Have you considered joining the Guild of One-Name Studies? There are so many Family History Societies, Local History groups and genealogical associations to join. Deciding which one(s) to go for can be struggle, especially, if (like me), you suffer from indecisiveness.
This Christmas I took the plunge and joined the Guild of One-Name Studies. I’d already started my own One-Name Study (ONS) and it made sense to join a group that specialised in this type of research. My plan was to get to know the Guild before registering my surname as a study. I was (am) hopeful that anyone else searching for genealogical information on the Pither(s) surname would search the Guild for that name and come across my contact details.
I’d had some first hand experience of how this might work – many years ago I’d searched the Guild for some of the surnames in my family tree. I’d found the Lovegrove ONS and contacted the study. They’d helped me on my genealogical journey and I’ve never forgotten their friendliness or enthusiasm.
So why did I delay joining? I already knew members were helpful, why didn’t I just pay up? It’s not a large amount of money – between £20 to £30 depending on when you join and which initial sign-up duration you select. However, I held back because although I knew I wanted to conduct a Pither(s) study – I hadn’t started. It wasn’t until my study was under-way that I seriously considered joining. I didn’t really see the benefit of joining the Guild without being a one-namer.
Oh how wrong I was!
I wish I had joined when I first started debating which societies to hand over my hard earned dosh to! I would urge any genealogist to join. You really really don’t need to be conducting a one-name study.
The Guild’s Website and Wiki
To put it simply, the website is professional. It’s clean, clear, easily to navigate and I have yet to find a link that doesn’t work. The site has stayed clear of gimmicks, such as flashing text, reels of scrolling images and other distracting side shows. This makes it practical and easy to read. My only criticism would be that there is so much information that it’s easy to feel a bit overwhelmed. That said, there is plenty of help on hand and fellow members are keen to help newbies. There is even a mentoring service that you can utilise!
Within the website itself there are many useful guides on one-name studies, many of which would be of interest to any genealogist. For me, the greatest benefit by far is the Guild’s fantastic (and ever growing) Wiki. Covering subjects from software to illegitimacy, the Guild’s Wiki is an invaluable tool, and not just to one-namers. For example, sections on sources, such as “online parish register sources…” are useful to many family historians. There’s similar pages that’d prove extremely useful for any genealogy newbies – but “experts” are catered for too – with pages on less well known sources and sections covering countries across the globe.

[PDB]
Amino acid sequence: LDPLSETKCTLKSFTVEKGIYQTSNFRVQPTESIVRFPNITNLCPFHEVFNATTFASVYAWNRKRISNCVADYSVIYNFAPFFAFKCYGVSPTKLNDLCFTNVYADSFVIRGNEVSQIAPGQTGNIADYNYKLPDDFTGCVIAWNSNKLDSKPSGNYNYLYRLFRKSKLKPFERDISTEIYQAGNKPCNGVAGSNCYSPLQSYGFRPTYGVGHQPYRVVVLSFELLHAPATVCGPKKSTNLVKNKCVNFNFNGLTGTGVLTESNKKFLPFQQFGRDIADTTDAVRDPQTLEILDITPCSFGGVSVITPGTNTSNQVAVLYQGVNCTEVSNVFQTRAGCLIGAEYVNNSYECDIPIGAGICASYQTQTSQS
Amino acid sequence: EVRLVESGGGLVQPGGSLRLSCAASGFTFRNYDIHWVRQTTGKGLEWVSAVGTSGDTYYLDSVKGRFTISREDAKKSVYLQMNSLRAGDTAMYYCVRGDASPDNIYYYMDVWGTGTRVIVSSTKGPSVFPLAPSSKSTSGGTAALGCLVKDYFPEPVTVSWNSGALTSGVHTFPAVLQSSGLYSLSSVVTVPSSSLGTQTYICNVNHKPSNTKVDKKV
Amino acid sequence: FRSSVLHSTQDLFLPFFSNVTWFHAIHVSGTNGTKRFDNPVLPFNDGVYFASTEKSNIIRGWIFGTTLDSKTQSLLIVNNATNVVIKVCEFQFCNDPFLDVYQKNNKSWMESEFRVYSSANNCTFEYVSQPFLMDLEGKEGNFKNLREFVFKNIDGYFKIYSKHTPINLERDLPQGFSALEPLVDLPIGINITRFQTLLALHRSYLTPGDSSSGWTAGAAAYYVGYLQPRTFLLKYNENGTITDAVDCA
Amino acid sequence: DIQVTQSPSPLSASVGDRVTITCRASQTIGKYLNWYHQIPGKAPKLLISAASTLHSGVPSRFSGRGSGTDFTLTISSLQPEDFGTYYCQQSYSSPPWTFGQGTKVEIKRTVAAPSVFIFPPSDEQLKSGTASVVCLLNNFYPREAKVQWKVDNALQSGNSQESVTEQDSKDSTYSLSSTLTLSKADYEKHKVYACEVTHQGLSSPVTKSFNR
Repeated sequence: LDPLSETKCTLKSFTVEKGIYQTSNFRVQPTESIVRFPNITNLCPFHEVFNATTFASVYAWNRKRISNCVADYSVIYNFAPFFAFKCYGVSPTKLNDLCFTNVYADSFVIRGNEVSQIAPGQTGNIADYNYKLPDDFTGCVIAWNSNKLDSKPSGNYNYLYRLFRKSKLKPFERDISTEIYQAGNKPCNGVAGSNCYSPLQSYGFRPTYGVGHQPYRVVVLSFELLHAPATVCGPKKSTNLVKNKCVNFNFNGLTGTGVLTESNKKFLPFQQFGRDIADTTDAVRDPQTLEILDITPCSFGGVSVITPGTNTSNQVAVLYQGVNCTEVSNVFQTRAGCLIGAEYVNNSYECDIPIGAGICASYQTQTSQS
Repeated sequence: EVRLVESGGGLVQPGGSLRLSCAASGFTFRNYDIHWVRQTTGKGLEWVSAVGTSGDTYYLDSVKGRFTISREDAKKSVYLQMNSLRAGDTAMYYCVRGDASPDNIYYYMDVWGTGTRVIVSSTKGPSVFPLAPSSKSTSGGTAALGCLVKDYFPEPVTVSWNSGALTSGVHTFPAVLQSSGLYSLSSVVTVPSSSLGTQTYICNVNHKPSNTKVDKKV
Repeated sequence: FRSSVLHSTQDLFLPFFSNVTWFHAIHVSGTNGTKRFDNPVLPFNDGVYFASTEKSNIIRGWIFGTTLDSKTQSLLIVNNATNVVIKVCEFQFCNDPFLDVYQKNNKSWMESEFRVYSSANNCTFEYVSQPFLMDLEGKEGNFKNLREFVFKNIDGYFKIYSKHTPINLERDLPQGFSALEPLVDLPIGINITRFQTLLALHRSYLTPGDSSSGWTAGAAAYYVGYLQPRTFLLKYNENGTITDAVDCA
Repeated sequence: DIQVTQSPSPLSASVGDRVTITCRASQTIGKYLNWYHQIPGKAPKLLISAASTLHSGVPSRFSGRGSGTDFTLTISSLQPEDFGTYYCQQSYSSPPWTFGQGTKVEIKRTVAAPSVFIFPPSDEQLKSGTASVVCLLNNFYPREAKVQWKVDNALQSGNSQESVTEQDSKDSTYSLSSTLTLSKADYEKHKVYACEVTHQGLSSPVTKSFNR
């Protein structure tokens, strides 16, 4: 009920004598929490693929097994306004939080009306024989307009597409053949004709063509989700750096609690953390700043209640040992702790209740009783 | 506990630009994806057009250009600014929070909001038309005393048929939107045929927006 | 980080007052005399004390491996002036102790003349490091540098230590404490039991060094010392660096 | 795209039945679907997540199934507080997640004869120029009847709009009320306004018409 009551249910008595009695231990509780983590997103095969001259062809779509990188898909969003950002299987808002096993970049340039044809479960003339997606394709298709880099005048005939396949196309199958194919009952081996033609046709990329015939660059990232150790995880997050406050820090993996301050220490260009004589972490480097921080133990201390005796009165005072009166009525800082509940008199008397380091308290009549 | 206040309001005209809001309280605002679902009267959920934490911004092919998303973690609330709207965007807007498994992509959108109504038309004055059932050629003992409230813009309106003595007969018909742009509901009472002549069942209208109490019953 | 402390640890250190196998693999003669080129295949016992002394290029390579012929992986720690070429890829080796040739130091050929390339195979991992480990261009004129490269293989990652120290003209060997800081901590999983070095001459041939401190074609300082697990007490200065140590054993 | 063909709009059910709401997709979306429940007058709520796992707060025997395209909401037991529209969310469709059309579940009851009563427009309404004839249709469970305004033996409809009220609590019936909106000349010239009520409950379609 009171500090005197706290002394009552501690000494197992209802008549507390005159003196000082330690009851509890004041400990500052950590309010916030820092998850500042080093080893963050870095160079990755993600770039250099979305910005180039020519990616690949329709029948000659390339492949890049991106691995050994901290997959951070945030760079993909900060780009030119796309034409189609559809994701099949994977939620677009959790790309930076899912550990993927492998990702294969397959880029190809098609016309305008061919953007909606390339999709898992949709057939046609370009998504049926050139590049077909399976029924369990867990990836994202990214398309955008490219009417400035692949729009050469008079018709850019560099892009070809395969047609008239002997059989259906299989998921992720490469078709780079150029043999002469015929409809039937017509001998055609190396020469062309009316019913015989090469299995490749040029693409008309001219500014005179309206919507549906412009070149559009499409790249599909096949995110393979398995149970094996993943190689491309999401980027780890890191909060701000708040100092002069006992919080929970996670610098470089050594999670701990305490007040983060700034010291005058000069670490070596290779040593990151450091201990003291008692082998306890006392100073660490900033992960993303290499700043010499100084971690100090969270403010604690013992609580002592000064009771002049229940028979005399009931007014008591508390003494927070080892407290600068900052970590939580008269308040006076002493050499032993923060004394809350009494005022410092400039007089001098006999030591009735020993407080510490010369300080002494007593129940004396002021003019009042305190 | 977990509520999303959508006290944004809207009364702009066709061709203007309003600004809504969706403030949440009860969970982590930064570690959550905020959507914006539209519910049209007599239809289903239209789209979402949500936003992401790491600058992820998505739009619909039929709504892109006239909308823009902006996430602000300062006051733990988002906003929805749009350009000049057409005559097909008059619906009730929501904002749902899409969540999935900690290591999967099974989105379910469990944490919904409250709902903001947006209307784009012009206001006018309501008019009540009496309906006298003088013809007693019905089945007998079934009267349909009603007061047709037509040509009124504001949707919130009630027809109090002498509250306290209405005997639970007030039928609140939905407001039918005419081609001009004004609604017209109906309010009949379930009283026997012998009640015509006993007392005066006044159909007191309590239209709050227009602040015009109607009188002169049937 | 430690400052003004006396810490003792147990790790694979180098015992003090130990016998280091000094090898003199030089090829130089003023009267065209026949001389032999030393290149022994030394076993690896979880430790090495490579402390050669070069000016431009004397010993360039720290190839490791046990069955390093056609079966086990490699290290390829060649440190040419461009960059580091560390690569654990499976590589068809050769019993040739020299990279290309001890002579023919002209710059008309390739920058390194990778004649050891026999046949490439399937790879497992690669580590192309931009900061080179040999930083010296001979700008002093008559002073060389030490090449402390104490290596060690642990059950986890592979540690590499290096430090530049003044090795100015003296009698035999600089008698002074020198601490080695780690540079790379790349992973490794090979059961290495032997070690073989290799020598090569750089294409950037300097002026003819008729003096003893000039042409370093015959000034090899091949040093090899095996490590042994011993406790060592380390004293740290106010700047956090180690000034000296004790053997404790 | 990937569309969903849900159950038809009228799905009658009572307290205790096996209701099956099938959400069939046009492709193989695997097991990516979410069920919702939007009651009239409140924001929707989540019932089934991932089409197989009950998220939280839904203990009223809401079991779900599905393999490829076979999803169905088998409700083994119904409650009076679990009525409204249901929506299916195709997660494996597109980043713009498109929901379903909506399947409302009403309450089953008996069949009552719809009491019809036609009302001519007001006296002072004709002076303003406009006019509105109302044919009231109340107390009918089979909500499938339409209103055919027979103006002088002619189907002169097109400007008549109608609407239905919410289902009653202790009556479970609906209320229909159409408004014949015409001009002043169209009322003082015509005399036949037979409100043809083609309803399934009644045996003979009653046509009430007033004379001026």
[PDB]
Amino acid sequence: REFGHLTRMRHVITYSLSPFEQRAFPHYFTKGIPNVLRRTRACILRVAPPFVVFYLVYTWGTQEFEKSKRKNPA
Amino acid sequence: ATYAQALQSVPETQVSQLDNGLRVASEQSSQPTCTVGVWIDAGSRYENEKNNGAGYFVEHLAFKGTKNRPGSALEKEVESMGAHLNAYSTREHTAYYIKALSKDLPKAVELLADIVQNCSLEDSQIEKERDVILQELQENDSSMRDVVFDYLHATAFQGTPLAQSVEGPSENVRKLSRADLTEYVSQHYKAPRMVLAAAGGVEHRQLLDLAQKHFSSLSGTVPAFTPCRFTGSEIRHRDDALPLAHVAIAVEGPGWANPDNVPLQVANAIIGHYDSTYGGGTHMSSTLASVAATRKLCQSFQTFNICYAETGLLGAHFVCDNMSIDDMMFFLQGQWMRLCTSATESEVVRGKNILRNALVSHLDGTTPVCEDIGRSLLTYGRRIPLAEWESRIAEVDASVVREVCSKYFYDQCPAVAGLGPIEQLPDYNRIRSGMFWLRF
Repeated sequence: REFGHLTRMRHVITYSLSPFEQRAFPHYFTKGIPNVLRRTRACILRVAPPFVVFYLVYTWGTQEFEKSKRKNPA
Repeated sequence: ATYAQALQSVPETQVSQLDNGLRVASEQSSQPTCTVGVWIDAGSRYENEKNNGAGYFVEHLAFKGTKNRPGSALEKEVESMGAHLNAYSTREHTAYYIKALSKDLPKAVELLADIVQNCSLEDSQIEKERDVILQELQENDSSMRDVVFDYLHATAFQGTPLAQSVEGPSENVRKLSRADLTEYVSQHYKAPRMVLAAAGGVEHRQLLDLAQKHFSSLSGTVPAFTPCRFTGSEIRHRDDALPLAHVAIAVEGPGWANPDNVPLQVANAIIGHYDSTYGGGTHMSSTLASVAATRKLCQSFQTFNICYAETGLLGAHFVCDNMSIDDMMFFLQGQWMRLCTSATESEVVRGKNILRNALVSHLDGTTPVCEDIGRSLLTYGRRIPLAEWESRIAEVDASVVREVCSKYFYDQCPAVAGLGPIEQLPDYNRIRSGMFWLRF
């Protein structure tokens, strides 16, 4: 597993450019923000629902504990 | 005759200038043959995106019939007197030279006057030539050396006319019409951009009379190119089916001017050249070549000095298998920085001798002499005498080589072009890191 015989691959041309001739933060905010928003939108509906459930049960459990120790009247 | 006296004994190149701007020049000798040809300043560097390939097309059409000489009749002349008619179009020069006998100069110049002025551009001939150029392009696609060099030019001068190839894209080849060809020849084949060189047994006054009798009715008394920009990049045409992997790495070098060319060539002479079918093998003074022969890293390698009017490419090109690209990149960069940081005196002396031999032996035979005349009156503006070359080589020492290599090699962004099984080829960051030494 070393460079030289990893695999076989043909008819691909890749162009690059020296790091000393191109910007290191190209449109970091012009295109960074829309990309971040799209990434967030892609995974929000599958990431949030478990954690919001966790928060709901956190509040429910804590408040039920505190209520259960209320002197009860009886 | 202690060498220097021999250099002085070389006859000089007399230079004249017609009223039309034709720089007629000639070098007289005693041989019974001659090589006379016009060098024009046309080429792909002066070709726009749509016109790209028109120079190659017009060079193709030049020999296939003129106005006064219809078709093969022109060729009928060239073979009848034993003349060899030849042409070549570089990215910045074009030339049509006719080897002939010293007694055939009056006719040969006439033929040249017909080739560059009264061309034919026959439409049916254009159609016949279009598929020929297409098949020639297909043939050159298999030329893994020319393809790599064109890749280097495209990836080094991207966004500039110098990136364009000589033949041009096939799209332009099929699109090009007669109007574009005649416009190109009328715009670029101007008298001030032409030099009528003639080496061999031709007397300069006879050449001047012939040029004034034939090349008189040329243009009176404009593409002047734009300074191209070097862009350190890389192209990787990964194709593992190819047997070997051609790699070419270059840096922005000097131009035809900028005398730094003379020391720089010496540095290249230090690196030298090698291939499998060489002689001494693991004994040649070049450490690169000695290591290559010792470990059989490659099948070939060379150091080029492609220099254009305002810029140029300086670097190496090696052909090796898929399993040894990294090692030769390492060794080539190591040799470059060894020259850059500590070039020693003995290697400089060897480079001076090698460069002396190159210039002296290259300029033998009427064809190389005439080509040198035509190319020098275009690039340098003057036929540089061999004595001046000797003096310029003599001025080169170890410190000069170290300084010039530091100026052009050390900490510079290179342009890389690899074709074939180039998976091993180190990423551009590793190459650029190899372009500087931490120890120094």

The Wiki is open to members to update or add to which means its a always growing and improving. This helps foster the feeling that members belong to a society and encourages membership collaboration. Genealogy can be a lonely pursuit, but the Guild offers lots of opportunity to meet other members and work together.
It’s easy to spend several evenings falling down a WIKI rabbit-hole! It’s a pleasurable experience and one I’d recommend. You’ll come away with a head full of new information and at least half a dozen bookmarks of further ‘stuff’ you want to explore!
“Down the Rabbit Hole” (CC BY-SA 2.0) by valkyrieh116
Inter-group communication is encouraged, although no one is forced into the limelight. There are plenty of different options for engaging with other members, but if you’re a lurker, don’t panic you won’t be shoved out of the shadows!
Every one-namer gets given a ONS email address, regardless of whether you have a one-name study. Email sent to your ONS address is directed to an email account of your choice. Not only does this make it easy to remember (or work out) someone’s address, but it also affords a bit of privacy. You don’t have to share personal information in order to be contactable. For example, you could include this email address on a comment on a public genealogy forum, include it on a message to a DNA match or even add it to a postem on a BMD entry at FreeBMD.